carbon 14

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  • noun

Synonyms for carbon 14

a radioactive isotope of carbon

References in periodicals archive ?
The SUERC team measured the levels of a radio- isotope of carbon called carbon-14 in each sample.
"But, because distilling reduces any impurities in the original grain, the only radioactivity the researchers could detect in the alcohol is natural Carbon-14 at the same level you would expect in any spirit drink."
Instead of using a logarithmic scale for exponential decay of carbon-14, the authors used a graph with the scale of percent modern carbon: it shows visually the decrease of carbon-14 with the passage of time, due to radioactive decay (see fig.
A Carbon-14 analysis of the samples proved the site dates back to 3100 BC.
In the ever-changing, technology-driven pharmaceutical industry, carbon-14 labeling remains "hot" and is still the first-choice technology for labeling active pharmaceutical ingredients (APIs) and their metabolites.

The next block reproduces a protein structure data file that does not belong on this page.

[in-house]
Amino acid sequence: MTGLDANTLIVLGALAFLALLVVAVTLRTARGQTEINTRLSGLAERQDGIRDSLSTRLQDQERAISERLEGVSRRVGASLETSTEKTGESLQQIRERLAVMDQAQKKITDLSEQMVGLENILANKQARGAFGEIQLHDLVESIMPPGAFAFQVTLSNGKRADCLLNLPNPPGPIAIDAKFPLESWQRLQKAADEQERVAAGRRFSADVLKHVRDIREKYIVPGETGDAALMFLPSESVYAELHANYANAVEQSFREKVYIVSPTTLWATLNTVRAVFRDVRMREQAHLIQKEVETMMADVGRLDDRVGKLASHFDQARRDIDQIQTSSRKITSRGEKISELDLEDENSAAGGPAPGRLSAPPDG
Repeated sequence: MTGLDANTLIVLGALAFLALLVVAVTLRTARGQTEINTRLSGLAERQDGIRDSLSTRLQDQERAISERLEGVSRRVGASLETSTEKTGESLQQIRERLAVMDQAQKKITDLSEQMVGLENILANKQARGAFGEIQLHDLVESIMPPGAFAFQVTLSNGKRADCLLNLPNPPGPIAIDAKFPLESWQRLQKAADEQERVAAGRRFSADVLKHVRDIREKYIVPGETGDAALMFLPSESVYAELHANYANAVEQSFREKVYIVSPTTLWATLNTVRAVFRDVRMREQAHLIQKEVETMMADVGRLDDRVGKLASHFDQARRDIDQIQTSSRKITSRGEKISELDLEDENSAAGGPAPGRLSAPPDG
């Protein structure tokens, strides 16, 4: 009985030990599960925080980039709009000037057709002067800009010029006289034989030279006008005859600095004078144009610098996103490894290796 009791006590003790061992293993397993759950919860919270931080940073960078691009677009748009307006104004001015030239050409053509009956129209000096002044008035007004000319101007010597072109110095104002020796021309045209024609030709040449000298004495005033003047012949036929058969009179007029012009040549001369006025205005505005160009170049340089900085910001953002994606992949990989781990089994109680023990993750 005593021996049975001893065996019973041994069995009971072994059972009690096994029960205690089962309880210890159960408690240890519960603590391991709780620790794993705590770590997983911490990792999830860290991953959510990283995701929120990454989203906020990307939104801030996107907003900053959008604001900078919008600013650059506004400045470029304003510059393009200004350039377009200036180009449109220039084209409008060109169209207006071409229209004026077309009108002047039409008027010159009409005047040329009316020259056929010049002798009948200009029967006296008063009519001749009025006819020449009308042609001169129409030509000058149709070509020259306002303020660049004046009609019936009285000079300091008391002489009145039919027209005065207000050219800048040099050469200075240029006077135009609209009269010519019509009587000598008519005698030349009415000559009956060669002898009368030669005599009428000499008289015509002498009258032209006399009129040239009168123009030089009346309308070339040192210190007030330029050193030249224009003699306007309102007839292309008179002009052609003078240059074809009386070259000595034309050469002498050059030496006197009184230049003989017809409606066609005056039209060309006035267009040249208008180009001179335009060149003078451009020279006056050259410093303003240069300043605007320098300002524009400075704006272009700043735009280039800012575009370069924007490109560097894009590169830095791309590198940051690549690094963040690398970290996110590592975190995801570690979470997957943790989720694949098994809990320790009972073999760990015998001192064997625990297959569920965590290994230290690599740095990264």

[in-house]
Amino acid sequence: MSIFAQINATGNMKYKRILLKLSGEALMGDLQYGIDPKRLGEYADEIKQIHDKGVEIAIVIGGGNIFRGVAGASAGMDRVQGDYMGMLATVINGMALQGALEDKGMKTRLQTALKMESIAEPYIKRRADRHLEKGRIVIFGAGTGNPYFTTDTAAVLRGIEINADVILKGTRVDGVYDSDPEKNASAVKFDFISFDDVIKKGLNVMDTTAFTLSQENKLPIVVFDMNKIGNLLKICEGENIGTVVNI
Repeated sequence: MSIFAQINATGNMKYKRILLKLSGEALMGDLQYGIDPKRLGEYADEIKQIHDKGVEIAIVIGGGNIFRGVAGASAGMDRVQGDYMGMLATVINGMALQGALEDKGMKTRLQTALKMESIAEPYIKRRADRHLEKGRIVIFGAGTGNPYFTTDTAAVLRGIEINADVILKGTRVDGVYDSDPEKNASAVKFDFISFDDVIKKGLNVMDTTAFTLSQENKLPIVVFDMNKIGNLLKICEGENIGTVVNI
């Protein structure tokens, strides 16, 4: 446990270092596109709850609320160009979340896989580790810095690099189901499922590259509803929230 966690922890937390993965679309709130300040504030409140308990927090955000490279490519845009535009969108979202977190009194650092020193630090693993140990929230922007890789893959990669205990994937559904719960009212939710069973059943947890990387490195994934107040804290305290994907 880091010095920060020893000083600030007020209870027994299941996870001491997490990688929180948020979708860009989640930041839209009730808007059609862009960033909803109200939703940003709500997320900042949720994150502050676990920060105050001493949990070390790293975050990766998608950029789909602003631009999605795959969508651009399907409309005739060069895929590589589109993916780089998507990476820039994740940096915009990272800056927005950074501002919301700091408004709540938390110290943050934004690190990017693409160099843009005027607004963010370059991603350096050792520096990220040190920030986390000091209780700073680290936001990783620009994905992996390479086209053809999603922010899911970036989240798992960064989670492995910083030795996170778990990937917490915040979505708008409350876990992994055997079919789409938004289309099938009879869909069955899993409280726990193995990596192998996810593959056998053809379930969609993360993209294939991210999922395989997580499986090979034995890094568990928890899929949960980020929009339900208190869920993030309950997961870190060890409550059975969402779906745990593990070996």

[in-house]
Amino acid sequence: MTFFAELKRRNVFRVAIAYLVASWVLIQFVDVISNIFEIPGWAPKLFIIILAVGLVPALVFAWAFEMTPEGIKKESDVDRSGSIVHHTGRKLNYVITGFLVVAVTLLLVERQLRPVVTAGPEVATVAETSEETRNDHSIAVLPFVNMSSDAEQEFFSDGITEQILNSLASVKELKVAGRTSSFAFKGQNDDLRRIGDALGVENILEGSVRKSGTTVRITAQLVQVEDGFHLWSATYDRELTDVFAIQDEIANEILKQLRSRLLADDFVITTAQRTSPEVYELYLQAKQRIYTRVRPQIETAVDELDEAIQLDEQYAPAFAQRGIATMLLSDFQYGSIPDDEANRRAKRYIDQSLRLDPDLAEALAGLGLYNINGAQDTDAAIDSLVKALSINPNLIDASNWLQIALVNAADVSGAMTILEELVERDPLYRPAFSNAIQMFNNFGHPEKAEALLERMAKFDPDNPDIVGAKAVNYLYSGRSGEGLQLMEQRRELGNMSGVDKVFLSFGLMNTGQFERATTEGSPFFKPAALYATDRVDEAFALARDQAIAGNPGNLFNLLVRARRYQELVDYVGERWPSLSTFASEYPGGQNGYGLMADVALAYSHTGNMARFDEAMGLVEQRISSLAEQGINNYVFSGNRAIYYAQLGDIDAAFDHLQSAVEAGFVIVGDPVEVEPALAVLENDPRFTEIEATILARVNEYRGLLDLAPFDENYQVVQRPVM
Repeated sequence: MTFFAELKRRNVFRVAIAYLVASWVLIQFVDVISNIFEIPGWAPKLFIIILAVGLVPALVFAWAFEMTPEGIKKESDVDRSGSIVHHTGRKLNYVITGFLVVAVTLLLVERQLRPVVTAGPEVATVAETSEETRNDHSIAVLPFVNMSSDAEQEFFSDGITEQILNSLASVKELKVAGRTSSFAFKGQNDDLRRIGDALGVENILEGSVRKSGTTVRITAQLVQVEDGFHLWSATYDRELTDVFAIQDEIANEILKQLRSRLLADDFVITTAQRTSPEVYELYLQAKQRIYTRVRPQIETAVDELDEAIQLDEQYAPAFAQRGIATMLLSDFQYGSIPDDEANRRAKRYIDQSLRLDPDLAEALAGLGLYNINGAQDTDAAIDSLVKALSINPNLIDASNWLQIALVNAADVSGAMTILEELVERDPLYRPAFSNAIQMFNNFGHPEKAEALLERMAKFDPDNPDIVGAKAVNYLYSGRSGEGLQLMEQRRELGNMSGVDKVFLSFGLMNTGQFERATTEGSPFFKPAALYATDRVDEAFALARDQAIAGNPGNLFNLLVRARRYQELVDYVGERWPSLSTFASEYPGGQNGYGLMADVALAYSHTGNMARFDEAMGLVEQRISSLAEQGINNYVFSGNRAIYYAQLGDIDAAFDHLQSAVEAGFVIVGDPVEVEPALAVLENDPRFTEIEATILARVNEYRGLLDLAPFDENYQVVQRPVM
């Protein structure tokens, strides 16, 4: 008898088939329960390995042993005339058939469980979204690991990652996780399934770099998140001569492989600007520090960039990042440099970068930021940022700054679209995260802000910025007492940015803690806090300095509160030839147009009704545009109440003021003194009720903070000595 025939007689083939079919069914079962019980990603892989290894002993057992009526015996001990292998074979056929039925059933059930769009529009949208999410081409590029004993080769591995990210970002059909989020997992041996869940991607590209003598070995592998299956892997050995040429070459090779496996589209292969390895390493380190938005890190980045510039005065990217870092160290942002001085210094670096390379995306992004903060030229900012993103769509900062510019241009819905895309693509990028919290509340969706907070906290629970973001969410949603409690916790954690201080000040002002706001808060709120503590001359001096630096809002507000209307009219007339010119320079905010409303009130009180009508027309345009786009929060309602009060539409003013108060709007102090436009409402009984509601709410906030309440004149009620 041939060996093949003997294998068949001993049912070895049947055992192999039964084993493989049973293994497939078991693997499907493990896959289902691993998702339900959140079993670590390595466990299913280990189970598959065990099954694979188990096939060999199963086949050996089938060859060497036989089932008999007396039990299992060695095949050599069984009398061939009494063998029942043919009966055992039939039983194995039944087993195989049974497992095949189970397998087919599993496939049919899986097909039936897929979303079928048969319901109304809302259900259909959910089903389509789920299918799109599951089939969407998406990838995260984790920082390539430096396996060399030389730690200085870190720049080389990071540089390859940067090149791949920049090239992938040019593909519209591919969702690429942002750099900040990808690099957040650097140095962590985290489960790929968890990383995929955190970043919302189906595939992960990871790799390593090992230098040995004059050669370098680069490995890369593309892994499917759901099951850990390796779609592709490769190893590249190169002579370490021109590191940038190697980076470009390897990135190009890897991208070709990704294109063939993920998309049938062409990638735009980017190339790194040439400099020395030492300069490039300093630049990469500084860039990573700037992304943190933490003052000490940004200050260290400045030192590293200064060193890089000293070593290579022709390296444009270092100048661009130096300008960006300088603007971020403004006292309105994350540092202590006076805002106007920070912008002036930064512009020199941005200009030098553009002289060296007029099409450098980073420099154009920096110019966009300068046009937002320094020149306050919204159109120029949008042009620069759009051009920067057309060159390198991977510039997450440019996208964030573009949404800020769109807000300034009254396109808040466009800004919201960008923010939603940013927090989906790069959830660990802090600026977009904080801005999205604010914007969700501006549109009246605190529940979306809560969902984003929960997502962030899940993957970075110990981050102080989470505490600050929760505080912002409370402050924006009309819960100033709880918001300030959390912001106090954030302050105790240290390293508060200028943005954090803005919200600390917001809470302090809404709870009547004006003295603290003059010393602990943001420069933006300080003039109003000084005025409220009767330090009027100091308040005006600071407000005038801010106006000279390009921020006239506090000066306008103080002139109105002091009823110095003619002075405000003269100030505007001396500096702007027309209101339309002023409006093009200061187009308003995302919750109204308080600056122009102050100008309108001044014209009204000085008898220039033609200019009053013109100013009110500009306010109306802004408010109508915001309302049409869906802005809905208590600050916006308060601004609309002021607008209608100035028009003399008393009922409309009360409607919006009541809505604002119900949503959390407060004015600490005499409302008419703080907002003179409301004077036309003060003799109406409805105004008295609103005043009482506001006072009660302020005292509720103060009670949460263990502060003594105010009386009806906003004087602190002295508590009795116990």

Bombs exploded in the open air in the 1940s, '50s and '60s released a radioactive form of carbon, called carbon-14, that plants absorbed and have retained - and passed to animals that eat those plants, such as elephants, (http://news.nationalgeographic.com/2017/03/wildlife-watch-radiocarbon-dating-elephant-tusks/) according to National Geographic.
The Bristol team has found a way to essentially scrape away the most radioactive parts of the graphite blocks--the parts containing carbon-14, a radioactive isotope of carbon.
This method makes use of the so-called "bomb curve", which is a graph--shaped roughly like an inverted "V"--showing changes in carbon-14 levels in the atmosphere.
The negative correlation still holds true, though energetic particles from solar "superflares" can trigger carbon-14 creation; see page 22.
Carbon dating works by measuring the amount of carbon-14 versus non-radioactive carbon (C) found in an object.
In the air, cosmic rays convert stable nitrogen-14 into radioactive carbon-14. Organisms absorb radioactive carbon alongside stable carbon.
Discussing radioactivity, connection is made between Carbon-14 dating and the Shroud of Turin.
However, MS measurements of carbon-14 have been difficult due to problems in resolution and isobaric interferences.
However, carbon dating--a commonly used method of dating very old objects that compares the decay of a radioactive isotope to that of a stable isotope--utilizes carbon-14. In ice dating, this is problematic, because carbon-14 is produced by cosmic rays in the ice itself, and the technique only dates ice back about 50,000 years, limiting its accuracy.